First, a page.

My frame also hasn’t got dedicated cable guides for a dropper- not an issue though as I’ll clip it to the brake hose. The headset sounds the same as yours too, just drops into place.
I’m quite confident building it up, but the only part that I’m not so confident in is installing the fork. Cutting it down to length is fine but not sure if I need to face the fork? That might be the only job for the LBS.
Will be good to see your progress.Posted 4 years ago
Hi cream egg measure like a hundred times with spacers/stem fitted etc scribe it come down the tube about 2/4 mm from your mark. pipe cutter then just file it inside the tube (round file)and flat file on the out side till it has a rounded edgePosted 4 years ago
Only problem then is fitting the star nut if your using one.
Fear not, there will be lots of rambling and overly analytical stuff written about this bike. Whether it will add anything useful to what’s already out there is highly debatable though. I write stuff down to help me organise my thoughts and post it online so that I can find it again in future. If anybody actually reads it that’s just a bonus.
Should be fun with two of us building up the same bike as well. Hopefully we wont agree on everything 🙂
Most of the bits I need for the build were loaded onto the pacelforce van for delivery this morning. However, I won’t be in, so it all depends whether they stick it round the back (as usual) and aren’t having one of their occasional “by the book” days.
The build will be a bit of a mish-mash. Partly because I want to try a few things, partly because I wanted parts that could be moved to a future (more all mountain, full suss) build if (I decide to go that way in the future) and partly because of what I already had in the shed.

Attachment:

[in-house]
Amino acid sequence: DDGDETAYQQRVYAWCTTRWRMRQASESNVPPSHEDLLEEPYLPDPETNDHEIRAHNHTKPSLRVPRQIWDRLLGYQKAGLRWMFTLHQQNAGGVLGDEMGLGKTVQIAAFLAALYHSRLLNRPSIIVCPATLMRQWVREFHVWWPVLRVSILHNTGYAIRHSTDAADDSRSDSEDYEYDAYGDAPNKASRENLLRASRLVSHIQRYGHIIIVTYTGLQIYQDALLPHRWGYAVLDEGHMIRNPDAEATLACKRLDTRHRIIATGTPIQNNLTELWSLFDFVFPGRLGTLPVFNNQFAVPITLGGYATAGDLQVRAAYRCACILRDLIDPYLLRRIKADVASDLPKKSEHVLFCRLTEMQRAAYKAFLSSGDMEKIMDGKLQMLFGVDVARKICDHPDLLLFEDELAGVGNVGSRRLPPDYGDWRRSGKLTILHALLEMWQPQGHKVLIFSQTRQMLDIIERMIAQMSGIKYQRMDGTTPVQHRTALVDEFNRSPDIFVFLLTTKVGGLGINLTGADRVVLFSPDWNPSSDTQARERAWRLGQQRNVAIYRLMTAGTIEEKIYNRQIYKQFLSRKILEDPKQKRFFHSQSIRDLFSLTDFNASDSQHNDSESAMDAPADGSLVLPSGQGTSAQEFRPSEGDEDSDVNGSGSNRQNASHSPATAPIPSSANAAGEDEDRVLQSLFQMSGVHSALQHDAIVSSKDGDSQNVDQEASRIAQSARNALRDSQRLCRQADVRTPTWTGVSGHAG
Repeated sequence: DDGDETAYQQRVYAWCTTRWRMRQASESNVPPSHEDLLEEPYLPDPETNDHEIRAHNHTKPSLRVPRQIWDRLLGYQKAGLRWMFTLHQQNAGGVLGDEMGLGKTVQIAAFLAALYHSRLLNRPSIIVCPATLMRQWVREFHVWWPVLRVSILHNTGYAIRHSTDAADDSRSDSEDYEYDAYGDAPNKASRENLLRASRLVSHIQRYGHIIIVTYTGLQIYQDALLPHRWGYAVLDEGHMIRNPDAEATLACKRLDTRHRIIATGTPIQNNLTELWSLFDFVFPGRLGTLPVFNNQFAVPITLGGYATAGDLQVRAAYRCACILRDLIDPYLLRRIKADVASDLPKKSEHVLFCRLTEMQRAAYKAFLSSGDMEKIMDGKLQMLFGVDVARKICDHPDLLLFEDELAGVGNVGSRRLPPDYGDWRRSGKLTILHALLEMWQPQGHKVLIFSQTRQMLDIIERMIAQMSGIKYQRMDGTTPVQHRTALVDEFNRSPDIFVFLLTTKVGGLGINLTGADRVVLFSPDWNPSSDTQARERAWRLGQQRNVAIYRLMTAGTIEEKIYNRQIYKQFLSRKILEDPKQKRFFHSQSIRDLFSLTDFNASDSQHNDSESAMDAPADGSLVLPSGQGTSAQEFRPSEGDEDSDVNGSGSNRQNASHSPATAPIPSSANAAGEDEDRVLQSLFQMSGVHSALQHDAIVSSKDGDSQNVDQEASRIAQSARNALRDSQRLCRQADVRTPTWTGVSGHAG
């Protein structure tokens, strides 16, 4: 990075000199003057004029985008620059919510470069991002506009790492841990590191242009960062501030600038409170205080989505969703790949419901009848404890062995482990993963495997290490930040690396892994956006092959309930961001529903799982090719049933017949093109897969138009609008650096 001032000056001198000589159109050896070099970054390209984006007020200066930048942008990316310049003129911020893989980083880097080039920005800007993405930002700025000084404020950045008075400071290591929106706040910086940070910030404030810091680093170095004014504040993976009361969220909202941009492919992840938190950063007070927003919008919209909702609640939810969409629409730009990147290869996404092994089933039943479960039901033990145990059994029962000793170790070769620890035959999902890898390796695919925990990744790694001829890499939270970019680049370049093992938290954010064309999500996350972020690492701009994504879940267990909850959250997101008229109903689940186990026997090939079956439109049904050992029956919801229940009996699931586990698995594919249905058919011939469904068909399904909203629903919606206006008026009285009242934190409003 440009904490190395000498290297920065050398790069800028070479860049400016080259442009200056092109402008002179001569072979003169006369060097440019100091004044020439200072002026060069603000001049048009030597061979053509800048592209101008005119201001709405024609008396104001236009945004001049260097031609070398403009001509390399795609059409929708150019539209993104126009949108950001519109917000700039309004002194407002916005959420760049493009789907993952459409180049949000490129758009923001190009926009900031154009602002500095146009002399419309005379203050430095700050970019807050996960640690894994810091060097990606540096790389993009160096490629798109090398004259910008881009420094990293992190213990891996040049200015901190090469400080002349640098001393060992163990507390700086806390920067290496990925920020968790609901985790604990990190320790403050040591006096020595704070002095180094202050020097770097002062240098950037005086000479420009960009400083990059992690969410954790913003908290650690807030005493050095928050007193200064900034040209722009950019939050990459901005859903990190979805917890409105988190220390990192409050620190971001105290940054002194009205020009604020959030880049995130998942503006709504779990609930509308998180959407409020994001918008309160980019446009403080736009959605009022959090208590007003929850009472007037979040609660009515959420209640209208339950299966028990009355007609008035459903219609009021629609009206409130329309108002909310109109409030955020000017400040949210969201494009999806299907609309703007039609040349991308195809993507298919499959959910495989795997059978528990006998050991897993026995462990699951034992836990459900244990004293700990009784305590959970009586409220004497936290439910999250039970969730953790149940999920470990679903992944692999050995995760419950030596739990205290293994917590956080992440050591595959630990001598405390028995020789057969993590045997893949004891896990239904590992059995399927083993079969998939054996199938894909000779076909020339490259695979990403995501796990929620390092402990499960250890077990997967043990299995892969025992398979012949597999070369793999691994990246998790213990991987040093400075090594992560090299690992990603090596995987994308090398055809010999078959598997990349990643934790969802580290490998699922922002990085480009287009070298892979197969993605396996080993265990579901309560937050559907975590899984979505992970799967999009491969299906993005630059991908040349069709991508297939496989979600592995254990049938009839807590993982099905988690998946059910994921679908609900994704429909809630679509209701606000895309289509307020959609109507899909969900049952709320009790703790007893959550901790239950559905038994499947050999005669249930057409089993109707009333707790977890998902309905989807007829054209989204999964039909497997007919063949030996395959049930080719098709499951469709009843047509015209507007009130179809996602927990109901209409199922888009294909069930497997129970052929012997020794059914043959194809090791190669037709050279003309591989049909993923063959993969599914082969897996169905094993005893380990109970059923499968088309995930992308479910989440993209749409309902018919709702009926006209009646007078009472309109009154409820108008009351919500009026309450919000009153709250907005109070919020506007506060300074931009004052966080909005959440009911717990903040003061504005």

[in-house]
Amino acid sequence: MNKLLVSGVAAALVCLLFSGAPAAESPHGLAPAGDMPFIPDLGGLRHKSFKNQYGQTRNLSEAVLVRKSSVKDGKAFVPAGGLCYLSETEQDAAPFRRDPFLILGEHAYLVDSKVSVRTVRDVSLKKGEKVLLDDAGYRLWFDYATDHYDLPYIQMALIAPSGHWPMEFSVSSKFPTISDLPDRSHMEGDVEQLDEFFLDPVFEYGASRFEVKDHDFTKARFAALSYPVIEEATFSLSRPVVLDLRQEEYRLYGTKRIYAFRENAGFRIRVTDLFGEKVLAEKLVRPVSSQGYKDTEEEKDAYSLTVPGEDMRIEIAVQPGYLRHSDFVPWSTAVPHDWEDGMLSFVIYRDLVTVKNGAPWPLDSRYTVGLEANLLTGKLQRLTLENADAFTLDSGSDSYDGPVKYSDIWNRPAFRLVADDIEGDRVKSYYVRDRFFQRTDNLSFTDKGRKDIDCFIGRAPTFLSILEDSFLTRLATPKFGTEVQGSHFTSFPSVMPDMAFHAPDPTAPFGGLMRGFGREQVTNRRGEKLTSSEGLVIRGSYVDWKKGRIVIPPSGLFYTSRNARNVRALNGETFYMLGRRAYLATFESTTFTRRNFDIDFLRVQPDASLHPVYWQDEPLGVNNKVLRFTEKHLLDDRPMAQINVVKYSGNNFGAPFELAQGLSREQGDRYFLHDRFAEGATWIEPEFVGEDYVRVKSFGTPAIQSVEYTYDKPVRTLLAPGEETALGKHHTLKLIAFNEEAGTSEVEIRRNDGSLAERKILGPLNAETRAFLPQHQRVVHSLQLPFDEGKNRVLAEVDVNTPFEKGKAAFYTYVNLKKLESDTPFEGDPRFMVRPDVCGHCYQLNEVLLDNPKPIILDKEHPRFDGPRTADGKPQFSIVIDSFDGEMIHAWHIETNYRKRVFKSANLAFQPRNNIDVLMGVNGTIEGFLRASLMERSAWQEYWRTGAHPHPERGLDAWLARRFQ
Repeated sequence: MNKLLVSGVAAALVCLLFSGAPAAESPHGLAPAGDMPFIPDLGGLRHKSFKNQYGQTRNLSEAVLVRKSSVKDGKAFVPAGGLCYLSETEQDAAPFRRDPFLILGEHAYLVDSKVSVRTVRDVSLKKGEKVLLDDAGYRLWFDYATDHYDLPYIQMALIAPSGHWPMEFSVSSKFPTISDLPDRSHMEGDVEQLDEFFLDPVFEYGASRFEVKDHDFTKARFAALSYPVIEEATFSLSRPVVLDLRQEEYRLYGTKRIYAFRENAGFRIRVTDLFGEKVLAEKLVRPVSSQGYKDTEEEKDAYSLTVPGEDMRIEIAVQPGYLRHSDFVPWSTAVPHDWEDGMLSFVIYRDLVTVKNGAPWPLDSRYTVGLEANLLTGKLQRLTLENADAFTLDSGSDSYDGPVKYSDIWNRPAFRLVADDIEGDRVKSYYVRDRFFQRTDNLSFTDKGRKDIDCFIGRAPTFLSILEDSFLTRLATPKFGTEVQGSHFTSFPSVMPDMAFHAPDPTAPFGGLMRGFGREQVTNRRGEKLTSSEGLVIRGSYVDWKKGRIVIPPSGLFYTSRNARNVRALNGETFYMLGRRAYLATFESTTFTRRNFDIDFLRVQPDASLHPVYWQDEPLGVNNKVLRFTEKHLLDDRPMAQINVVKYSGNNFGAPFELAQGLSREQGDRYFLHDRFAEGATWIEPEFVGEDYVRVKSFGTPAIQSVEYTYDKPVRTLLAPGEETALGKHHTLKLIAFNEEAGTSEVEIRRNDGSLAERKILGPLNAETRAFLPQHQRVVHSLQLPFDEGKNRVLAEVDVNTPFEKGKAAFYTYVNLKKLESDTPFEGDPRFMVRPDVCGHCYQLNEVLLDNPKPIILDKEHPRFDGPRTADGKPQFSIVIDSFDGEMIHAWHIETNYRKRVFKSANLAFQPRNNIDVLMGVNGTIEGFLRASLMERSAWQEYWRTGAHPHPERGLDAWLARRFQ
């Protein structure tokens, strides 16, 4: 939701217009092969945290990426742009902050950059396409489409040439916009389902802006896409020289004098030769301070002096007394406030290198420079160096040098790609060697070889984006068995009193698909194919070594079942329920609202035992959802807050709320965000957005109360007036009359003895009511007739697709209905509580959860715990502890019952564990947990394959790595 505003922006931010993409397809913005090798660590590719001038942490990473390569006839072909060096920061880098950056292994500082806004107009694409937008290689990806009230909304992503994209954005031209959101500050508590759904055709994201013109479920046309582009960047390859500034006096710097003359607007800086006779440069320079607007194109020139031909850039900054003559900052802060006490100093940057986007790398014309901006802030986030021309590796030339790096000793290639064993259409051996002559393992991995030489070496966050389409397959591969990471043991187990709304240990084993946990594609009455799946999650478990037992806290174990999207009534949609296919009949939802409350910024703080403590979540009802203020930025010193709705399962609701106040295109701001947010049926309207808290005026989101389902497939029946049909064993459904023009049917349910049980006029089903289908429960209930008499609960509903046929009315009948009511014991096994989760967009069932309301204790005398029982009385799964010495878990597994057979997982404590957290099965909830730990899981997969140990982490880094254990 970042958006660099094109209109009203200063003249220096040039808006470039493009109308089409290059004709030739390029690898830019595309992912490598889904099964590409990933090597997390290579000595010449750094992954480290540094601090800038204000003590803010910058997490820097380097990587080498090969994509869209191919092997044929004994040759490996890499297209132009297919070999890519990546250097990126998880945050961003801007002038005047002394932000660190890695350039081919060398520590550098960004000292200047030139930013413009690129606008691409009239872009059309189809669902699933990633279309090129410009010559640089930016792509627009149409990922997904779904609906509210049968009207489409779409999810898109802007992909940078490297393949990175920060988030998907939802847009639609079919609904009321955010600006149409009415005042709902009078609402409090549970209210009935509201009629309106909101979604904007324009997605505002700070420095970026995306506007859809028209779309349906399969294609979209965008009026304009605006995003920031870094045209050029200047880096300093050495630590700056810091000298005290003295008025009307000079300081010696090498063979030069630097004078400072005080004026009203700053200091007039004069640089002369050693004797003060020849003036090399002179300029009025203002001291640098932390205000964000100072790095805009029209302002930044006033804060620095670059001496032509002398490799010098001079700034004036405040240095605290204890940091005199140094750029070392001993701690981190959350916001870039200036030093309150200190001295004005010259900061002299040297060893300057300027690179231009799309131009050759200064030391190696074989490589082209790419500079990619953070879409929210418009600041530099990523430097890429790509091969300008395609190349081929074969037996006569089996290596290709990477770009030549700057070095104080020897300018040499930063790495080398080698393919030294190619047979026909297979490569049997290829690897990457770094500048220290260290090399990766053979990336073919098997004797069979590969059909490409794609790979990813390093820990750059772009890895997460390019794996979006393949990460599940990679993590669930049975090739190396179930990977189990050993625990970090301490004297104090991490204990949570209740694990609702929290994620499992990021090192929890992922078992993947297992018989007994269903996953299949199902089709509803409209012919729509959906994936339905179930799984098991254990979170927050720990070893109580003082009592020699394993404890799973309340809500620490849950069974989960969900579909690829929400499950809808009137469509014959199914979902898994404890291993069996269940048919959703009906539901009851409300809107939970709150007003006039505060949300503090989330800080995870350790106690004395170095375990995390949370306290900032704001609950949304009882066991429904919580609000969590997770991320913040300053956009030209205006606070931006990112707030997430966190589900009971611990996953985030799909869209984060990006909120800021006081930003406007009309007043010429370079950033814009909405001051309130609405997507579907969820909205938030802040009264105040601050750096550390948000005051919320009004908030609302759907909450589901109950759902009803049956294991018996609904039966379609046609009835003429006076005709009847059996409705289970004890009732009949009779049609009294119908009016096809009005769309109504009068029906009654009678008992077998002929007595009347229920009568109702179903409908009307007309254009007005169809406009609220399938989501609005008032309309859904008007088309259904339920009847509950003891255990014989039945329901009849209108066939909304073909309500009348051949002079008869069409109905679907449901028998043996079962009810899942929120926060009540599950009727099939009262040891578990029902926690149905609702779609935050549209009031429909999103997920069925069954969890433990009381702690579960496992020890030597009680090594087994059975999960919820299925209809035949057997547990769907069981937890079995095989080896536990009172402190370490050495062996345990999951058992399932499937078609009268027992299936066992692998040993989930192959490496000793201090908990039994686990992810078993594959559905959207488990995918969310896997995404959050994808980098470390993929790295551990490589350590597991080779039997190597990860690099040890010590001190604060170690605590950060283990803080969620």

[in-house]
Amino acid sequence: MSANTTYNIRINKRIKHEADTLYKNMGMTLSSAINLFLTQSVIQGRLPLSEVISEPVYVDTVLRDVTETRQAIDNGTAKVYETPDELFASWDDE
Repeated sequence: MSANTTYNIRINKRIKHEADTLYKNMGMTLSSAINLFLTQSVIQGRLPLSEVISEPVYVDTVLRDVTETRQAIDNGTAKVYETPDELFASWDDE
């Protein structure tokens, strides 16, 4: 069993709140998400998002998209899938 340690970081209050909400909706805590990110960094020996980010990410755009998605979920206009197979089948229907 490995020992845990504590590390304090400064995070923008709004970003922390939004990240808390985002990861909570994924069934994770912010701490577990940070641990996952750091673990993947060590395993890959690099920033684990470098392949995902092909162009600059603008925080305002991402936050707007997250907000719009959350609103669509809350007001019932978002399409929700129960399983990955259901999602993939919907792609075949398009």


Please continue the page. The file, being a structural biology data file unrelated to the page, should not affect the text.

Wheels will be Hope/Arch Ex shod with 2.1″ Racing Ralph run tubeless. The weight of the frame and the nice Race X2 brakes would make Crests a more obvious choice, but there are lots of rocky descents and water bars up here and I don’t have the skills to float over stuff. Also, the weight penalty of Arch over Crest seemed a small price to pay for the extra stiffness. Generally I favour stiffness over weight within reason. I weigh around 15lb less than I did last year and could still drop another 10 lb before I could be classed as underweight. Unless and until that happens I’m not going to worry about a couple of pounds on the bike if it buys me so extra stiffness or longevity.
Given that, the Racing Ralph are perhaps a strange choice. But I’ve not ripped a sidewall on my Nobby Nics (yet), I’m hoping we might actually get a summer this year and I’m thinking they might work for a road commute to work and a bit of playing on the way home.
@creamegg: No need to worry about facing the top of a fork. Just hack it off roughly square and you’ll be fine. Nothing should actually be pressing on the top of the steerer anyway. The top cap pushes down on the stem to pre-load the headset, so the end of the steerer needs to sit a little below the top of the stem. If you cut it totally wonky then you’ve got a little less clamping area, but you have to really cock it up for it to actually matter. Of course, pride will probably make you cut it square and file it smooth, but it isn’t crucial to have it perfect.
@BadlyWiredDog: Good to hear that these integrated headsets can last. I have a nasty habit of leaving my headsets on the loose side (to avoid stressing the bearings), but I guess I’ll just have to err on the tighter side with this build.Posted 4 years ago
A friend has one of these and he loves it, it lives up to FF for sure, I found it a tad harsh when I tried it but that was very brief. It sounds like a good choice for your use-case.
everyone says that 29ers are harder to move around in technical situations